Hard Times, Crummy Job: Working for Albert Barnes in the 1940s
Albert Barnes was a lot of things. A great boss wasn’t one of them. Philosopher Bertrand Russell learned this the hard way.
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Hard times are the friend of jerk bosses. Who would put up with the likes of Albert C. Barnes otherwise? Philosopher Bertrand Russell learned this the hard way. In 1941, he went to work for the Barnes Foundation’s poorly socialized founder in a moment of financial desperation.
Russell—an English earl, president of the Aristotelian Society and one of the world’s leading mathematicians—spent two years trying to work amicably with Barnes. In the end, Barnes fired him anyway. “He demanded constant flattery and had a passion for quarrelling,” Russell later wrote of Barnes. “I was warned before accepting his offer that he always tired of people before long, so I exacted a five-year contract from him.”
Born to an influential family that came to prominence during the Tudor dynasty, Russell and a brother were raised by a Presbyterian grandmother after their parents died. The environment was formal, and prayer constant. Russell later wrote that he might’ve committed suicide if he hadn’t discovered Euclid, the ancient Greek mathematician, or the romantic poet Percy Bysshe Shelley, whose attitudes toward marriage and morals foreshadowed Russell’s own. (Shelley had two wives and several lovers; Russell doubled that record.) “I spent all my spare time reading [Shelley] and learning him by heart, knowing no one to whom I could speak of what I thought or felt,” wrote Russell.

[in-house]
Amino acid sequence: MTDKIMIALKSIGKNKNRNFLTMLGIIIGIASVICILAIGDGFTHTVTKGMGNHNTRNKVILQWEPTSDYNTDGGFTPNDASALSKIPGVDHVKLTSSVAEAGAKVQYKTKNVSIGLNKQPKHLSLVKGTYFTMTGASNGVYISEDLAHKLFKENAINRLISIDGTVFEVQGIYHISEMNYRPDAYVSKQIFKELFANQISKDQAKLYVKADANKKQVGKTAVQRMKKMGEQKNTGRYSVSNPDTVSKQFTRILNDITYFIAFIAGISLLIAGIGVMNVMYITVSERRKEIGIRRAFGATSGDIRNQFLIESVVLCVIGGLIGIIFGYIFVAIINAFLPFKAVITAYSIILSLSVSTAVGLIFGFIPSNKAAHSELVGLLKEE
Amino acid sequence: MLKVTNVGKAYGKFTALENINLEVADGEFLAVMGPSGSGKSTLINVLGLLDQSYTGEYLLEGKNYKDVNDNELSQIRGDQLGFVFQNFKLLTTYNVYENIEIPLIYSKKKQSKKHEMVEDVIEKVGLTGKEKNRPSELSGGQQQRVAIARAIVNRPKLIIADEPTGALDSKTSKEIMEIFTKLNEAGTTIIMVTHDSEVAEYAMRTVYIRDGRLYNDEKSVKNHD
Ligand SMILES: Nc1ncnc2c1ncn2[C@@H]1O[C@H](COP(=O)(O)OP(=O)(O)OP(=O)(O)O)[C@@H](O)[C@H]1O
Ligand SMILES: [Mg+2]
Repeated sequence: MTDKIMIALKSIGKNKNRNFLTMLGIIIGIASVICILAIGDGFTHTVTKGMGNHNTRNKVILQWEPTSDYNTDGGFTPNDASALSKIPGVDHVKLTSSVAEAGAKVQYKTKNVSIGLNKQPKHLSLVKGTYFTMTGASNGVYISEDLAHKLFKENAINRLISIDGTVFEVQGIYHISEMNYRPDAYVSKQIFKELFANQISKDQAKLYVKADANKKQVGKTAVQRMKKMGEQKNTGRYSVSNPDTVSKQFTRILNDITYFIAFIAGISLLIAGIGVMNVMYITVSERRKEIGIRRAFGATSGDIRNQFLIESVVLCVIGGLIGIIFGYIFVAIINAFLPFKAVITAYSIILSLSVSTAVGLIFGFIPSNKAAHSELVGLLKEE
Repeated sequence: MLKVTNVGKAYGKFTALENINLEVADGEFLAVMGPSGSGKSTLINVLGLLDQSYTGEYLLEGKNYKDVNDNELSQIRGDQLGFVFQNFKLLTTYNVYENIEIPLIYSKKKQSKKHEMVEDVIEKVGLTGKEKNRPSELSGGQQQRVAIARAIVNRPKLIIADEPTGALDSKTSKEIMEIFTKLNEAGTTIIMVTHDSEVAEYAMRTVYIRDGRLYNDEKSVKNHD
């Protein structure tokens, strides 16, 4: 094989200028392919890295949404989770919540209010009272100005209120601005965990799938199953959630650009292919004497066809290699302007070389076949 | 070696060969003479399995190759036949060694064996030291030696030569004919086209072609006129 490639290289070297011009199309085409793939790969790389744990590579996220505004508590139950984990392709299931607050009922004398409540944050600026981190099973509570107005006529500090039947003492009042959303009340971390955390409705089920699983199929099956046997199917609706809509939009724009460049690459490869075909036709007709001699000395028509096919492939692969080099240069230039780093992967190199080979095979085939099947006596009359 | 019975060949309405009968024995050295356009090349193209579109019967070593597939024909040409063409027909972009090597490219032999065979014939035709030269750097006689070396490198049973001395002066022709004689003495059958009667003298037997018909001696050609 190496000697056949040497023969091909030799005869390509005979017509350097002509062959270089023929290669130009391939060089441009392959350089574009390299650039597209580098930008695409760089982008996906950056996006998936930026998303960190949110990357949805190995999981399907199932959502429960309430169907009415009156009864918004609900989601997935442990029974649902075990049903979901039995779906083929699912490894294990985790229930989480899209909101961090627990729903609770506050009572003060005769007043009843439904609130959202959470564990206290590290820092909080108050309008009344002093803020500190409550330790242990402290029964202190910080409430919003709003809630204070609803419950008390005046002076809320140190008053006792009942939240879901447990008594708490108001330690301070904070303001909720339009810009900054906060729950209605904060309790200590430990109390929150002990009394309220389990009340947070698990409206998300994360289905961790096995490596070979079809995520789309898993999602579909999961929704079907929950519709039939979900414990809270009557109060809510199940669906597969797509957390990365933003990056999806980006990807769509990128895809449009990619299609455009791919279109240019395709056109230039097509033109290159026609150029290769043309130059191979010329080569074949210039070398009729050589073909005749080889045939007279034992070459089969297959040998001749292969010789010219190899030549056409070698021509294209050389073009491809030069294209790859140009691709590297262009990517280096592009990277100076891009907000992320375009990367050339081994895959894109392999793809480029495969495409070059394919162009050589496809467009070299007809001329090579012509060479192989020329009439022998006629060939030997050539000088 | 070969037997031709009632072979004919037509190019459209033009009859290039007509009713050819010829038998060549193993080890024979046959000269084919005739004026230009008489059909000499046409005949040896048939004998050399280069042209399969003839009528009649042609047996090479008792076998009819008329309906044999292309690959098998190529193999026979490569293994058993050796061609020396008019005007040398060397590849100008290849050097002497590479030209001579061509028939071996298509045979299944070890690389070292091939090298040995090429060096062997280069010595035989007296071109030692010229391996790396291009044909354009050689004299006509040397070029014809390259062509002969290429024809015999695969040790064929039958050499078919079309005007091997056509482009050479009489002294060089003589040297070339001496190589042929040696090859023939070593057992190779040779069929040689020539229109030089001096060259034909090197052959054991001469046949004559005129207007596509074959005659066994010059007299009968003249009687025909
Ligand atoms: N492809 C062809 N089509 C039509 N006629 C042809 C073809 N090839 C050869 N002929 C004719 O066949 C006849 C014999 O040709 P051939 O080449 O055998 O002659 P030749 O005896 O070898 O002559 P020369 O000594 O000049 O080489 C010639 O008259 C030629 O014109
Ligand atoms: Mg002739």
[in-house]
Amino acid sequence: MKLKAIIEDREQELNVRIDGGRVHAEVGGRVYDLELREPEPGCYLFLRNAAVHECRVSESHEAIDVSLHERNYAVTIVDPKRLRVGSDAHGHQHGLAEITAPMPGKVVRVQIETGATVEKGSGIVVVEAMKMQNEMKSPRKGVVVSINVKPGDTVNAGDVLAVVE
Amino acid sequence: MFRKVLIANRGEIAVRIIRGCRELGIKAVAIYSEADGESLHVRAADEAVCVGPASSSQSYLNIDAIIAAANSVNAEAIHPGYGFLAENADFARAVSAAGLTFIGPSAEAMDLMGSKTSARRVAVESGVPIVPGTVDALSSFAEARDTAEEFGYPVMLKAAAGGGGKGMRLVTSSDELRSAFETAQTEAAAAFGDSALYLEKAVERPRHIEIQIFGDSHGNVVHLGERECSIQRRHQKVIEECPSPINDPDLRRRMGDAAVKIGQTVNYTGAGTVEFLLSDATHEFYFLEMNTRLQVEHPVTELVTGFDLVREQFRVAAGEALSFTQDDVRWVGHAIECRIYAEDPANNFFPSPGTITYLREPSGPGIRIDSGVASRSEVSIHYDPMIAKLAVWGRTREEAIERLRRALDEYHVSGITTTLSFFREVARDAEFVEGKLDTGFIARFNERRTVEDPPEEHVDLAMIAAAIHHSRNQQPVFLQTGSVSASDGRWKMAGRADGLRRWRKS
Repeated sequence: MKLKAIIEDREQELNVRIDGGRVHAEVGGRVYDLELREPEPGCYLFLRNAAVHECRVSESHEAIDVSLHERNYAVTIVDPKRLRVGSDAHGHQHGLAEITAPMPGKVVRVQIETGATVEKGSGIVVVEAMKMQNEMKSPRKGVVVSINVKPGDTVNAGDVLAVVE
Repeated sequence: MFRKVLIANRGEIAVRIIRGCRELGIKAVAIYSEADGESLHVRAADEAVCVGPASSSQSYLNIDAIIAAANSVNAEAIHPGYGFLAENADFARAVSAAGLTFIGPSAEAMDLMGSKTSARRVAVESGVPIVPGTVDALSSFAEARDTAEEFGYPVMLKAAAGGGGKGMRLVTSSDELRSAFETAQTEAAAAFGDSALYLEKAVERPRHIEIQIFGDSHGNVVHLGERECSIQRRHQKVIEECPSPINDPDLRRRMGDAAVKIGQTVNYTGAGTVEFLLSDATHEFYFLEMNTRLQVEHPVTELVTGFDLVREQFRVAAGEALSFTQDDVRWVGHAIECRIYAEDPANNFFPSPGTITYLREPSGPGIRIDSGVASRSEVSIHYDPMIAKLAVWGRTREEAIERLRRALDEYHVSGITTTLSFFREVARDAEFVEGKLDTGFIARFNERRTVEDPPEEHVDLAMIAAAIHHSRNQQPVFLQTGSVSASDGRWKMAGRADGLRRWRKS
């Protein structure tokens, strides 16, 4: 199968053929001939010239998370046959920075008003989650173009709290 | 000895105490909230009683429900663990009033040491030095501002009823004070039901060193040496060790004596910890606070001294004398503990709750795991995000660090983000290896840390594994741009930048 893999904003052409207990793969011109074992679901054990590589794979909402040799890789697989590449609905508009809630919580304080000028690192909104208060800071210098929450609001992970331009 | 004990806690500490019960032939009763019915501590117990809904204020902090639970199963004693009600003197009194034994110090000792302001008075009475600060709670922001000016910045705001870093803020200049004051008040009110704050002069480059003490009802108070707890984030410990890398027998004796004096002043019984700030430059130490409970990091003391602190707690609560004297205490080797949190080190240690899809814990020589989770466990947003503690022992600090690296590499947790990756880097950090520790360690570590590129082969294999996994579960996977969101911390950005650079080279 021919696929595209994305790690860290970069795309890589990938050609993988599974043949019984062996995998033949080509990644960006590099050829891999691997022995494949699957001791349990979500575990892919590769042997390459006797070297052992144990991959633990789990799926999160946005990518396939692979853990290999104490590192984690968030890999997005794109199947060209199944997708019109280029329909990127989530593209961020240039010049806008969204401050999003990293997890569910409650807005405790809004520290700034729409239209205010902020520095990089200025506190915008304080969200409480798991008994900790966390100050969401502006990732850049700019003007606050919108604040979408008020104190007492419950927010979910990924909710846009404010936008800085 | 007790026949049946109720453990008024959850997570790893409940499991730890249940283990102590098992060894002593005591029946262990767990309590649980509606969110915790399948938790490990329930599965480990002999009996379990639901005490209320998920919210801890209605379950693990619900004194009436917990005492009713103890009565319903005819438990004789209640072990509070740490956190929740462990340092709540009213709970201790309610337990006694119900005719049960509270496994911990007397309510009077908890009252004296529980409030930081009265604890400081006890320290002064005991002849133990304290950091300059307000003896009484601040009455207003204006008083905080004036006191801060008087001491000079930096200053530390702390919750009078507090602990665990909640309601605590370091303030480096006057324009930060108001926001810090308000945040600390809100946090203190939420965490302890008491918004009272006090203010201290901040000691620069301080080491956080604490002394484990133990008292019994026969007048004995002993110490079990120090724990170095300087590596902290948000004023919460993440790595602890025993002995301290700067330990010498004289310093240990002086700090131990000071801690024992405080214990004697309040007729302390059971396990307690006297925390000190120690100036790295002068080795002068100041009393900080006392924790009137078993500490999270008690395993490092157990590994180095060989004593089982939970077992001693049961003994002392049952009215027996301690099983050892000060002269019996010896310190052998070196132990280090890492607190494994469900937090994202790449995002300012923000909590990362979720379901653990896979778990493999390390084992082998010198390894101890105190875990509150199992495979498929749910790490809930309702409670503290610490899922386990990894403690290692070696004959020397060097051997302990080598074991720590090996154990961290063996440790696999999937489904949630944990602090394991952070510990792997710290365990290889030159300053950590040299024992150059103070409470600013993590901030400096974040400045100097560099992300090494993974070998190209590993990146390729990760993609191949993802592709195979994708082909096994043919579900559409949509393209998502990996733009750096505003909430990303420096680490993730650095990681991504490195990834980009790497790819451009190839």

Russell won a scholarship to Trinity College, Cambridge, where he distinguished himself in mathematics and philosophy. His 1903 work, Principles of Mathematics, is still a classic reference.